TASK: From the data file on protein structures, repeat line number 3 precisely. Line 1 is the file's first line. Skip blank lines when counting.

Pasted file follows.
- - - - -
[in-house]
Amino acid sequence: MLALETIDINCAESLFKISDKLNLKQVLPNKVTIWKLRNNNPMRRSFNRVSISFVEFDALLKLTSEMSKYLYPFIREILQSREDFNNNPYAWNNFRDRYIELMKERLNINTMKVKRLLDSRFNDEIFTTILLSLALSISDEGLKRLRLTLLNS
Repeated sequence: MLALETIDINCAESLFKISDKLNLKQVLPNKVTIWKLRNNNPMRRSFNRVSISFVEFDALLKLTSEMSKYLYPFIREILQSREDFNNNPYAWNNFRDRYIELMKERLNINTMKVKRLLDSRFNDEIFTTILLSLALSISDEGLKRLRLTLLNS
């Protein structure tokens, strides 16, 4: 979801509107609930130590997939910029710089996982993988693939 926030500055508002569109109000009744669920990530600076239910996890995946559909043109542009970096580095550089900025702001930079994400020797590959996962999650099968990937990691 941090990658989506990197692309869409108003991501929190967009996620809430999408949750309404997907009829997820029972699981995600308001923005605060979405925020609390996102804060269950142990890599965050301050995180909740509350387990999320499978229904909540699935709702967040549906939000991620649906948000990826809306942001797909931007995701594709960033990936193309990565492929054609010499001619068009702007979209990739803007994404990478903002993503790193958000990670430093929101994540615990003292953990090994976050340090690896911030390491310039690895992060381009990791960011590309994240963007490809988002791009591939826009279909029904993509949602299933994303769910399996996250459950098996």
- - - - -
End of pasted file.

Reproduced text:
Repeated sequence: MLALETIDINCAESLFKISDKLNLKQVLPNKVTIWKLRNNNPMRRSFNRVSISFVEFDALLKLTSEMSKYLYPFIREILQSREDFNNNPYAWNNFRDRYIELMKERLNINTMKVKRLLDSRFNDEIFTTILLSLALSISDEGLKRLRLTLLNS